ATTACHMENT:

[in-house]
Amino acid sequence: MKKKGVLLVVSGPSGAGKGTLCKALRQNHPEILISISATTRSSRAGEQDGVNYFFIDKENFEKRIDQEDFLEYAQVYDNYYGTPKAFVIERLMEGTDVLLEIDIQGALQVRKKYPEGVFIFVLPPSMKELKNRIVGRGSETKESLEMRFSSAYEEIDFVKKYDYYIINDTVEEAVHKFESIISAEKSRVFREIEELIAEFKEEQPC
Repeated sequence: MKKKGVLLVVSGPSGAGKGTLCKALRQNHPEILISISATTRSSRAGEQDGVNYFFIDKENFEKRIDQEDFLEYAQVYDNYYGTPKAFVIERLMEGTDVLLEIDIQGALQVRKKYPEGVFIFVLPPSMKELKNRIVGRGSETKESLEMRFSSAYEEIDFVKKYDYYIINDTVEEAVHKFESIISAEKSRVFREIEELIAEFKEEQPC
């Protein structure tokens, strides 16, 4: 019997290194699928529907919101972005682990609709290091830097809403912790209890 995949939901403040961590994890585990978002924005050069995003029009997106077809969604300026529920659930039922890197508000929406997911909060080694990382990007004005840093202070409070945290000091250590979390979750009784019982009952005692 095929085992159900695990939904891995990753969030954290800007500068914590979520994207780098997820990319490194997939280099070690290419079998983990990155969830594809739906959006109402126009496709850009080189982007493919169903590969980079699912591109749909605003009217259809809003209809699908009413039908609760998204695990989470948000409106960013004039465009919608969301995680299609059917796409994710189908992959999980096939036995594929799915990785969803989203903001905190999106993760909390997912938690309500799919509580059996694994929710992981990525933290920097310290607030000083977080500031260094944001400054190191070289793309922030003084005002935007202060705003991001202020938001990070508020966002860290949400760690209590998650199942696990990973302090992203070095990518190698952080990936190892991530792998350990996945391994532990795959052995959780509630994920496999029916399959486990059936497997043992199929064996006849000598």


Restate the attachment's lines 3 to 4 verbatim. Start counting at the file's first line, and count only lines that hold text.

Repeated sequence: MKKKGVLLVVSGPSGAGKGTLCKALRQNHPEILISISATTRSSRAGEQDGVNYFFIDKENFEKRIDQEDFLEYAQVYDNYYGTPKAFVIERLMEGTDVLLEIDIQGALQVRKKYPEGVFIFVLPPSMKELKNRIVGRGSETKESLEMRFSSAYEEIDFVKKYDYYIINDTVEEAVHKFESIISAEKSRVFREIEELIAEFKEEQPC
């Protein structure tokens, strides 16, 4: 019997290194699928529907919101972005682990609709290091830097809403912790209890 995949939901403040961590994890585990978002924005050069995003029009997106077809969604300026529920659930039922890197508000929406997911909060080694990382990007004005840093202070409070945290000091250590979390979750009784019982009952005692 095929085992159900695990939904891995990753969030954290800007500068914590979520994207780098997820990319490194997939280099070690290419079998983990990155969830594809739906959006109402126009496709850009080189982007493919169903590969980079699912591109749909605003009217259809809003209809699908009413039908609760998204695990989470948000409106960013004039465009919608969301995680299609059917796409994710189908992959999980096939036995594929799915990785969803989203903001905190999106993760909390997912938690309500799919509580059996694994929710992981990525933290920097310290607030000083977080500031260094944001400054190191070289793309922030003084005002935007202060705003991001202020938001990070508020966002860290949400760690209590998650199942696990990973302090992203070095990518190698952080990936190892991530792998350990996945391994532990795959052995959780509630994920496999029916399959486990059936497997043992199929064996006849000598």